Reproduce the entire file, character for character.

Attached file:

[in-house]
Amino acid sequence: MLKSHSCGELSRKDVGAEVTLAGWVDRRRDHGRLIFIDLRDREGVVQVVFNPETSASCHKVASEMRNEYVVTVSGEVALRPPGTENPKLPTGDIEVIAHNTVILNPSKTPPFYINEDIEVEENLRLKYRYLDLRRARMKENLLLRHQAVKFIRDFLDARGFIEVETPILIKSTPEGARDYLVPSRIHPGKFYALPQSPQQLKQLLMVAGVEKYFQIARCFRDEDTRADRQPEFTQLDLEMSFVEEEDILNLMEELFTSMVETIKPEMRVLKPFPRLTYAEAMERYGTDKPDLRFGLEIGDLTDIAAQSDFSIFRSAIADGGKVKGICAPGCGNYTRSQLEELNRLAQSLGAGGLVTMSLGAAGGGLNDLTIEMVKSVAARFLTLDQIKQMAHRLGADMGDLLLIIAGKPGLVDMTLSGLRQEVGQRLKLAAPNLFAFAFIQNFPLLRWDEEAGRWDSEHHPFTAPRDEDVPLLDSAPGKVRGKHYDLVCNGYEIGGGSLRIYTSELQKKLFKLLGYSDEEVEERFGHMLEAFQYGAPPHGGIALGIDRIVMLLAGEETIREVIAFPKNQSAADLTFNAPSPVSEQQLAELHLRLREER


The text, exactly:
[in-house]
Amino acid sequence: MLKSHSCGELSRKDVGAEVTLAGWVDRRRDHGRLIFIDLRDREGVVQVVFNPETSASCHKVASEMRNEYVVTVSGEVALRPPGTENPKLPTGDIEVIAHNTVILNPSKTPPFYINEDIEVEENLRLKYRYLDLRRARMKENLLLRHQAVKFIRDFLDARGFIEVETPILIKSTPEGARDYLVPSRIHPGKFYALPQSPQQLKQLLMVAGVEKYFQIARCFRDEDTRADRQPEFTQLDLEMSFVEEEDILNLMEELFTSMVETIKPEMRVLKPFPRLTYAEAMERYGTDKPDLRFGLEIGDLTDIAAQSDFSIFRSAIADGGKVKGICAPGCGNYTRSQLEELNRLAQSLGAGGLVTMSLGAAGGGLNDLTIEMVKSVAARFLTLDQIKQMAHRLGADMGDLLLIIAGKPGLVDMTLSGLRQEVGQRLKLAAPNLFAFAFIQNFPLLRWDEEAGRWDSEHHPFTAPRDEDVPLLDSAPGKVRGKHYDLVCNGYEIGGGSLRIYTSELQKKLFKLLGYSDEEVEERFGHMLEAFQYGAPPHGGIALGIDRIVMLLAGEETIREVIAFPKNQSAADLTFNAPSPVSEQQLAELHLRLREER